Page:Dictionary of National Biography volume 29.djvu/64

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His portrait, painted by Romney, is in the possession of his great-grandson, Charles Stuart Pringle. It has been engraved by James Walker and Thornthwaite. In 1778 Irwin married Honor, daughter of the Rev. William Brooke of Dromavana and of Firmount, co. Longford, and first cousin once removed of Henry Brooke (1703?–1783) [q.v.] , the author of ‘The Fool of Quality.’ By her he had three sons and two daughters. His eldest son, James Brooke Irwin, a captain in the 103rd regiment, was killed in the assault on Fort Erie in August 1814.

Irwin was the author of the following works: 1. ‘Saint Thomas's Mount; a Poem. Written by a Gentleman in India,’ London, 1774, 4to. 2. ‘Bedukah, or the Self-devoted, an Indian Pastoral,’ London, 1776, 4to. 3. ‘An Epistle to … George, Lord Pigot, on the Anniversary of the Raising of the Siege of Madras. Written during his Lordship's Confinement at St. Thomas's Mount’ [in verse], anon., London, 1778, 4to. 4. ‘Eastern Eclogues; written during a Tour through Arabia, Egypt … in the year mdcclxxvii,’ &c., anon., London, 1780, 4to. 5. ‘A Series of Adventures, in the course of a Voyage up the Red Sea, on the coasts of Arabia and Egypt, and of a Route through the Desarts of Thebais … in the year mdcclxxvii. … Illustrated with Maps,’ &c., London, 1780, 4to; 2nd edit., London, 1780, 4to; 3rd edit., ‘with a Supplement of a Voyage from Venice to Latichea, and of a Route through the Desarts of Arabia, by Aleppo, Bagdad, and the Tigris, to Busrah, in the years 1780 and 1781,’ &c., London, 1787, 8vo, 2 vols. Translated from the third edition into French by J. P. Parraud, Paris, 1792, 8vo, 2 tom. 6. ‘Occasional Epistles, written during a Journey from London to Busrah … in the years 1780 and 1781’ [in verse], London, 1783, 4to. 7. ‘Ode to Robert Brooke, Esq., occasioned by the death of Hyder Ally,’ London, 1784, 4to. 8. ‘The Triumph of Innocence; an Ode, written on the Deliverance of Maria Theresa Charlotte, Princess Royal of France, from the Prison of the Temple,’ London, 1796, 4to. 9. ‘An Enquiry into the Feasibility of the supposed Expedition of Buonaparté to the East,’ London, 1798, 8vo. 10. ‘Buonaparte in Egypt, or an Appendix to the Enquiry into his supposed Expedition to the East,’ Dublin, 1798, 8vo. 11. ‘Nilus, an Elegy. Occasioned by the Victory of Admiral Nelson over the French Fleet on August 1,1798,’ London, 1798, 4to. 12. ‘The Failure of the French Crusade, or the Advantages to be derived by Great Britain from the restoration of Egypt to the Turks,’ London, 1799, 8vo. 13. ‘The Bedouins, or Arabs of the Desert. A Comic Opera in three Acts [prose and verse]. With Corrections and Additions,’ Dublin, 1802, 12mo. 14. ‘Ode to Iberia’ London, 1808, 4to. 15. ‘The Fall of Saragossa, an Elegy,’ 1808, 4to. 16. ‘Napoleon, or the Vanity of Human Wishes,’ 1814, 4to, 2 pts. 17. ‘An Elegy to the Memory of Captain James Brooke Irwin, who perished … in the Assault of Fort Erie, Upper Canada, on the fifteenth of August, 1814,’ London, 1814, 4to, privately printed. 18. ‘An Essay on the Origin of the Game of Chess,’ prefixed to ‘The incomparable Game of Chess developed after a new Method … translated from the Italian of Dr. Ercole dal Rio [or rather D. Ponziani]. By J. S. Bingham,’ London, 1820, 8vo. This essay is an extract from a letter written by Irwin while at Canton, dated 14 March 1793, and communicated by the Earl of Charlemont to the Royal Irish Academy (see Transactions, vol. v. ‘Antiquities,’ pp. 53–63).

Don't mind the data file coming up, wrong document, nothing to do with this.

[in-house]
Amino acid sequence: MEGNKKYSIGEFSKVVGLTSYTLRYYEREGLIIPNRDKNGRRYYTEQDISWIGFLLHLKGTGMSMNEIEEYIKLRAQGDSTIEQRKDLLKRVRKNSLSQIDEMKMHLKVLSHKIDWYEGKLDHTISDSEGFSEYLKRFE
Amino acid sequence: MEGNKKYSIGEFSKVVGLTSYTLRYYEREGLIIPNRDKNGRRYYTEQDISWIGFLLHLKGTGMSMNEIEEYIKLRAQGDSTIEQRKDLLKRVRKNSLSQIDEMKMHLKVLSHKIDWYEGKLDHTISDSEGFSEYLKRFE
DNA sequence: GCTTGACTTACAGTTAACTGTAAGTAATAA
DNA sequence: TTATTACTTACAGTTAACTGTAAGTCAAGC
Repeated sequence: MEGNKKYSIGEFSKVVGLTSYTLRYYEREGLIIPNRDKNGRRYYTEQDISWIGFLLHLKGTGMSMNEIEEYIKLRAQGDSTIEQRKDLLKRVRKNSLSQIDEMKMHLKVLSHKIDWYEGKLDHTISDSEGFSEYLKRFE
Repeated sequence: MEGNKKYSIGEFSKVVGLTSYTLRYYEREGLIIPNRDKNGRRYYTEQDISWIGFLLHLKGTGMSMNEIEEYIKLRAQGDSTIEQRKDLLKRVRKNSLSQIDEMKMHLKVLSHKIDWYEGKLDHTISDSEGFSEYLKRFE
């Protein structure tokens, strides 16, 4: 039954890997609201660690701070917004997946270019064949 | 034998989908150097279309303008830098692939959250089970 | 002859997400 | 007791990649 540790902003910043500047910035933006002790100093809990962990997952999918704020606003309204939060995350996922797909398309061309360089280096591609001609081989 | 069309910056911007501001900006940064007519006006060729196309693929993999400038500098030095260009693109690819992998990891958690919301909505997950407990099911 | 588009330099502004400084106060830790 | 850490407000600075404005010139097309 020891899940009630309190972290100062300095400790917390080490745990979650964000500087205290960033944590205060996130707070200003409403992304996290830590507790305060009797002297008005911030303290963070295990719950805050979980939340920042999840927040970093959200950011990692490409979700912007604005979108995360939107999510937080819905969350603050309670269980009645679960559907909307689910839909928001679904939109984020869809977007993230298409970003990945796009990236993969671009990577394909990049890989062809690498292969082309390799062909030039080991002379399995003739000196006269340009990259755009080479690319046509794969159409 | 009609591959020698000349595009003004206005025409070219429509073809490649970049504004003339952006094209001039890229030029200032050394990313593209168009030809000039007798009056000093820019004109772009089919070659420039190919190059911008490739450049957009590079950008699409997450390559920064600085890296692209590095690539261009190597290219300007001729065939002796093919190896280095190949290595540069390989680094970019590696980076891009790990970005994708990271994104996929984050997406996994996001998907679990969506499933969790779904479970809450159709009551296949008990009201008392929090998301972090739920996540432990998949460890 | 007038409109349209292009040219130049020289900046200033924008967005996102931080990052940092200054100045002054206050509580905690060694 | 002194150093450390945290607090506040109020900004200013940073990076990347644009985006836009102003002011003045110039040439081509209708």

[Annual Biog. and Obit. 1818, ii. 221–36; European Mag. 1789 xv. 179–81 (with portrait), 1817 lxxii. 277; Gent. Mag. 1792 vol. lxii. pt. i. p. 276, 1817 vol. lxxxvii. pt. ii. p. 376, 1818 vol. lxxxviii. pt. i. pp. 93–4; Asiatic Journal, 1817, iv. 425; A Collection of Letters, chiefly between the Madras Government and Eyles Irwin, in the years 1781–5 (1888); Colonel William Fullarton's View of the English Interests in India, 1788; Bishop Caldwell's Political and General History of the District of Tinnevelly, 1881, pp. 82, 143–57; Georgian Era, 1834, iii. 465–6; Baker's Biog. Dramatica, 1812, vol. i. pt. i. pp. 390–3; Prinsep's Record of Services of Madras Civilians, 1885, p. 80; Burke's Landed Gentry, 1882, i. 199–200; Foster's Peerage, 1883, s.n. ‘Charlemont;’ Dictionary of Living Authors, 1816, p. 174; Notes and Queries, 4th ser. xi. 34; Watt's Bibl. Brit.; Brit. Mus. Cat.]

G. F. R. B.

IRWIN, Sir JOHN (1728–1788), general, born in Dublin in 1728, was son of General Alexander Irwin, who entered the army in 1689, and was colonel of the 5th foot from 1737 until his death in 1752, holding important commands on the Irish establishment. While still very young John attracted the notice of Lionel, duke of Dorset, lord-lieutenant of Ireland, who appointed him page of honour about 1735 or 1736. Owing to his patron's interest and his father's rank in the army, he was given a company in his father's regiment (the 5th foot) while still a schoolboy. His commission as ensign bears the date 8 July 1736, and on 14 Jan. 1737 he became a lieutenant. At the close of 1748 his father granted him a year's furlough so that he might travel on the conti-